Censoring of Tweets Sets Off #Outrage
This New York Times article covers the beginnings of Twitter, from a small tool developed in San Francisco by a developer to update friends, to it’s growth and eventual global prominence as a premier social media tool that is capable of bringing down givernments during the Arab Spring.
Twitter must now face the same problems that come from scaling up to Google-like proportions. Google whose own motto is “Do no evil” may be construed to mean “censor search results in China in order to do business there.” Now Twitter must confront situations its founders may have never considered from it’s humble beginnings 5 years ago in Silicon Valley.
Internet users, especially avid social media die hards are never shy to voice their feelings online. Some choice reactions to news that Twitter may censor Tweets in countries with stricter governmental controls read like, “Thank you for the #censorship, #twitter, with love from the governments of #Syria, #Bahrain, #Iran, #Turkey, #China, #Saudi and friends,” wrote Björn Nilsson, a user in Sweden.” While Bianca Jagger asked, almost existentially, “How are we going to boycott #TWITTER?” using Twitter’s signature hash tag(#).
Interestingly enough an academic took the opposing side. Zeynep Tufekci, an assistant professor at the University of North Carolina at Chapel Hill, took the other side. “I’m defending Twitter’s policy because it is the one I hope others adopt: transparent, minimally compliant w/ law, user-empowering,” she wrote.
Transparency and casual intellectual discourse may be a luxury of the west. In Thailand, for instance, a Tweet critical of the monarchy is punishable by a jail term with the offending Tweet blocked within the country. The offending Tweet will still be available to those outside of the country, however.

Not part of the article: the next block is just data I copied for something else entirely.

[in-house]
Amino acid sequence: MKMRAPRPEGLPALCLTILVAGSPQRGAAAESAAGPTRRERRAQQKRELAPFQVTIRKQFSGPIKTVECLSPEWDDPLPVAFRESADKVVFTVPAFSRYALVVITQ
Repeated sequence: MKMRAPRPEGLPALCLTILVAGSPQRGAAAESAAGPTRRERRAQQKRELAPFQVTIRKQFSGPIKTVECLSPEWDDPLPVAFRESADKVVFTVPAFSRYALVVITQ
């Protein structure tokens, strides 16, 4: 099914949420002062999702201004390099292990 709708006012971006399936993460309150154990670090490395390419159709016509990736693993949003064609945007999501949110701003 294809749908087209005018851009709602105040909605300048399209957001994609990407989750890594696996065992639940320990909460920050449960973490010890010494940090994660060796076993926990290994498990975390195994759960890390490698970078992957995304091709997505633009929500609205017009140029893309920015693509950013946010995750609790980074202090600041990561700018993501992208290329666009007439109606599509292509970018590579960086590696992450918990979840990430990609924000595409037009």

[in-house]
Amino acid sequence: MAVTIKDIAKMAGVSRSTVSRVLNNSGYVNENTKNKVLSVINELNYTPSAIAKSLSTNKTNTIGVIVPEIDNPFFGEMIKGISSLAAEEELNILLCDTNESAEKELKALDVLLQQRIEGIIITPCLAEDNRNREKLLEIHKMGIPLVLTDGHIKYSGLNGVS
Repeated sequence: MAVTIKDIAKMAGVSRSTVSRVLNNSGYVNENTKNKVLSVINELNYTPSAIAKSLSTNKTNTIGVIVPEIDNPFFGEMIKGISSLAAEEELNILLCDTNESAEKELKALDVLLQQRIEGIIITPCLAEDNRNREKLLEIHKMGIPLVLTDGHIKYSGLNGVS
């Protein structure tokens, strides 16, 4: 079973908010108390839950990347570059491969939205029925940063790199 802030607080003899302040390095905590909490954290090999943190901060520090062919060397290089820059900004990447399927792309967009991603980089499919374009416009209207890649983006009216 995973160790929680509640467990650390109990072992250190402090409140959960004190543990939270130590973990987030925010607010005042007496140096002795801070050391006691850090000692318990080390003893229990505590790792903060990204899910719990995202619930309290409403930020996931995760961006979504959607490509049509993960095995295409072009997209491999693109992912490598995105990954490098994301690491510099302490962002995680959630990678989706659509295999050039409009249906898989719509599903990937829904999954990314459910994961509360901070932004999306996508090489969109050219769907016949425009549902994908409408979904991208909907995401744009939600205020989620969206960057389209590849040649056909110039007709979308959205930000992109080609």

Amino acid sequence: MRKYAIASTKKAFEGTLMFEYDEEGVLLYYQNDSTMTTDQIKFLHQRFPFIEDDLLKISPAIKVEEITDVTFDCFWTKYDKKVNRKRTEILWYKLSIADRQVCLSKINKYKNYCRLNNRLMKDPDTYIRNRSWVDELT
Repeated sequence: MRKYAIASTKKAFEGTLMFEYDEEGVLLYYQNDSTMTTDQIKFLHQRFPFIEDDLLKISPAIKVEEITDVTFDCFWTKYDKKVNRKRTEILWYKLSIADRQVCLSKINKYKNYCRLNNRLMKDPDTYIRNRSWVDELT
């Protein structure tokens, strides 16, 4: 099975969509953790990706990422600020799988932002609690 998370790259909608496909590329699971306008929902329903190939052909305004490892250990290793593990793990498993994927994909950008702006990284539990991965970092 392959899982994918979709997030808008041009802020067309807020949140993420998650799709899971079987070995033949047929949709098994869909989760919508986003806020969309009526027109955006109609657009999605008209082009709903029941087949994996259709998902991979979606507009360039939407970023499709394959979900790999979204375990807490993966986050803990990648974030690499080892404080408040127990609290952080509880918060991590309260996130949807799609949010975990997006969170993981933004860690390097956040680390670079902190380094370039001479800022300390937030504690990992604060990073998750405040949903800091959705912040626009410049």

This raises the deeper philosophical question of how we intend to reign in the internet in the future. Presently, the online world is still in many respects like the wild west. There is very little government interference, little tracking save for that done by the largest online companies like Google and Facebook that profit from such info, and nearly zero censorship, at least in the West. Further, the internet is by and large a free space accessible to nearly all with smaller barriers to entry than ever before. Many public spaces and cities offer free Wifi. Some argue that the internet should be as readily available as drinking water to citizens and others even claim it as a human right.
But what of Twitter? Should Twitter exist with censorship, however small? Or should it not exist at all if even the slightest amount of censorship is part of the deal? Since it doesn’t look like Twitter is going away anytime soon, many users will have to accept some forms of censorship when using the service, depending on which country they are in, or else innovate a competing uncensored service. The internet is wildly entrepreneurial, so if someone doesn’t like the way a site or service is run, Twitter or otherwise, they are welcome to start their own. Or perhaps Twitter was never intended to be a political tool in the first place, it just happened to serve that purpose in a given environment. It’s like using an egg beater to mix cement. In a jam, it works, but was it ever really intended for such a use to begin with?
In the end, it is human nature to communicate information from one to another, or one to many. This is something that will never change, but the tools we utilize to do so, online or elsewhere, will continue to adapt to these changing global political environments.